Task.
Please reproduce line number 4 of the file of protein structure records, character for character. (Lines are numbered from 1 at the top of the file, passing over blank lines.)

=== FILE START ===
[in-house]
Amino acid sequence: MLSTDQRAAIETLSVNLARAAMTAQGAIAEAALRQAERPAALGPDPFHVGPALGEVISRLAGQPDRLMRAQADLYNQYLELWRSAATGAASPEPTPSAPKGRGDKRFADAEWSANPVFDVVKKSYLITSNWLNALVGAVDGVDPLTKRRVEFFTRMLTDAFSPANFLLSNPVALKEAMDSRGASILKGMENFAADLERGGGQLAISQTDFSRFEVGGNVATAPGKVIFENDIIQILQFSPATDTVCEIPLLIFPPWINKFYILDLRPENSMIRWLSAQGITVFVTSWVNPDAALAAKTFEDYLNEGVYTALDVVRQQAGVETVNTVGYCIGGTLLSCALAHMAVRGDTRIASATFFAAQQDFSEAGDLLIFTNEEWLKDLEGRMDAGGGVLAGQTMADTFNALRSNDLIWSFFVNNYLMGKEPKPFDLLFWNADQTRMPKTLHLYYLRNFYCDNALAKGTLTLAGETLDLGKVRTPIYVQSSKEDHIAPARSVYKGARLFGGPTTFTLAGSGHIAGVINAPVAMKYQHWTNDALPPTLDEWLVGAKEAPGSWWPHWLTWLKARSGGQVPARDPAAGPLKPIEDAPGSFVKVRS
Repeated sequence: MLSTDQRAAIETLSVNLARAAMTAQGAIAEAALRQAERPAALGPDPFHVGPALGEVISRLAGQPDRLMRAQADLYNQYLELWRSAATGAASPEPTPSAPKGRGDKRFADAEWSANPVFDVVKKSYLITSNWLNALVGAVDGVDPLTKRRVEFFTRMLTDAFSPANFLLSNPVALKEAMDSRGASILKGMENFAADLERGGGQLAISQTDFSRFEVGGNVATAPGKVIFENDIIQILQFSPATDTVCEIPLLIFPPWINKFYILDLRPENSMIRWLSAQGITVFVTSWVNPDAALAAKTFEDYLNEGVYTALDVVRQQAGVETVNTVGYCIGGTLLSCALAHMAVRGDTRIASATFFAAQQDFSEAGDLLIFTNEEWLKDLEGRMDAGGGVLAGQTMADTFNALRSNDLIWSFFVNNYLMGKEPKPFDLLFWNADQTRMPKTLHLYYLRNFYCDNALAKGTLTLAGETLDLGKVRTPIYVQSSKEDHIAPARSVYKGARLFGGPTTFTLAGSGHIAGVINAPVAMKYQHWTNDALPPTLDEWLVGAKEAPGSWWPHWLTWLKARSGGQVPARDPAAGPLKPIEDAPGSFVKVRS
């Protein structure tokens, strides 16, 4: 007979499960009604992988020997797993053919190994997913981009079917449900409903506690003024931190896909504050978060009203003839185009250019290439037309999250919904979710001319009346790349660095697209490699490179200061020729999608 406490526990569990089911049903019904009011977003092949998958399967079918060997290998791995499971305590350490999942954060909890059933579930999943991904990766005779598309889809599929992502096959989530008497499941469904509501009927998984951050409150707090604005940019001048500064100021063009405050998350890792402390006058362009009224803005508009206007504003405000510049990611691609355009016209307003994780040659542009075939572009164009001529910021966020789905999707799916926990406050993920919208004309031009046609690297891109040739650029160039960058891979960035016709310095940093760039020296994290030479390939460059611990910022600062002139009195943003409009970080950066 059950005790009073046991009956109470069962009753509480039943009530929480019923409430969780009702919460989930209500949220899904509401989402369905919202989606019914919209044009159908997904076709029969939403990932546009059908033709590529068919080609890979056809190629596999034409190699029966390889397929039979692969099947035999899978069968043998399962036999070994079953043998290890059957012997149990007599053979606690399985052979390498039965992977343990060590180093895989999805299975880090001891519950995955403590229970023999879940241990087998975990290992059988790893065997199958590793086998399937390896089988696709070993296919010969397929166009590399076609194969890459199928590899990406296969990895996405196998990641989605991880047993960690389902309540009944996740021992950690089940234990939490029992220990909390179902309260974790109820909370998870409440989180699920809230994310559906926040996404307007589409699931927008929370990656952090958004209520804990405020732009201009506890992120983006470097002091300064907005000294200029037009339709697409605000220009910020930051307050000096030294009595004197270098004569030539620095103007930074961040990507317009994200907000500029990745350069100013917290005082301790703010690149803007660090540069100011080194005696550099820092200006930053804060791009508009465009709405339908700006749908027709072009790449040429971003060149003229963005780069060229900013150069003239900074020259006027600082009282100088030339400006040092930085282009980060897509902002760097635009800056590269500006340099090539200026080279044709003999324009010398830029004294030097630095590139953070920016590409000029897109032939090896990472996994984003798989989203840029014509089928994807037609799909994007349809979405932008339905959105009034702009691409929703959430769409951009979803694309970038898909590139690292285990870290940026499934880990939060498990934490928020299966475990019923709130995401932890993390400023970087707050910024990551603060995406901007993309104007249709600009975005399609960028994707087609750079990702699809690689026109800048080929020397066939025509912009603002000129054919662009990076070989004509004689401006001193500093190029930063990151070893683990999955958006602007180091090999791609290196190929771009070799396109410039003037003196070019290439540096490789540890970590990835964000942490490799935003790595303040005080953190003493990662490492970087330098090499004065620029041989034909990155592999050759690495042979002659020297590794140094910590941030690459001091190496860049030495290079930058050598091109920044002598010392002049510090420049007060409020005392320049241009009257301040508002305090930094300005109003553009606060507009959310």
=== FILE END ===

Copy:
């Protein structure tokens, strides 16, 4: 007979499960009604992988020997797993053919190994997913981009079917449900409903506690003024931190896909504050978060009203003839185009250019290439037309999250919904979710001319009346790349660095697209490699490179200061020729999608 406490526990569990089911049903019904009011977003092949998958399967079918060997290998791995499971305590350490999942954060909890059933579930999943991904990766005779598309889809599929992502096959989530008497499941469904509501009927998984951050409150707090604005940019001048500064100021063009405050998350890792402390006058362009009224803005508009206007504003405000510049990611691609355009016209307003994780040659542009075939572009164009001529910021966020789905999707799916926990406050993920919208004309031009046609690297891109040739650029160039960058891979960035016709310095940093760039020296994290030479390939460059611990910022600062002139009195943003409009970080950066 059950005790009073046991009956109470069962009753509480039943009530929480019923409430969780009702919460989930209500949220899904509401989402369905919202989606019914919209044009159908997904076709029969939403990932546009059908033709590529068919080609890979056809190629596999034409190699029966390889397929039979692969099947035999899978069968043998399962036999070994079953043998290890059957012997149990007599053979606690399985052979390498039965992977343990060590180093895989999805299975880090001891519950995955403590229970023999879940241990087998975990290992059988790893065997199958590793086998399937390896089988696709070993296919010969397929166009590399076609194969890459199928590899990406296969990895996405196998990641989605991880047993960690389902309540009944996740021992950690089940234990939490029992220990909390179902309260974790109820909370998870409440989180699920809230994310559906926040996404307007589409699931927008929370990656952090958004209520804990405020732009201009506890992120983006470097002091300064907005000294200029037009339709697409605000220009910020930051307050000096030294009595004197270098004569030539620095103007930074961040990507317009994200907000500029990745350069100013917290005082301790703010690149803007660090540069100011080194005696550099820092200006930053804060791009508009465009709405339908700006749908027709072009790449040429971003060149003229963005780069060229900013150069003239900074020259006027600082009282100088030339400006040092930085282009980060897509902002760097635009800056590269500006340099090539200026080279044709003999324009010398830029004294030097630095590139953070920016590409000029897109032939090896990472996994984003798989989203840029014509089928994807037609799909994007349809979405932008339905959105009034702009691409929703959430769409951009979803694309970038898909590139690292285990870290940026499934880990939060498990934490928020299966475990019923709130995401932890993390400023970087707050910024990551603060995406901007993309104007249709600009975005399609960028994707087609750079990702699809690689026109800048080929020397066939025509912009603002000129054919662009990076070989004509004689401006001193500093190029930063990151070893683990999955958006602007180091090999791609290196190929771009070799396109410039003037003196070019290439540096490789540890970590990835964000942490490799935003790595303040005080953190003493990662490492970087330098090499004065620029041989034909990155592999050759690495042979002659020297590794140094910590941030690459001091190496860049030495290079930058050598091109920044002598010392002049510090420049007060409020005392320049241009009257301040508002305090930094300005109003553009606060507009959310």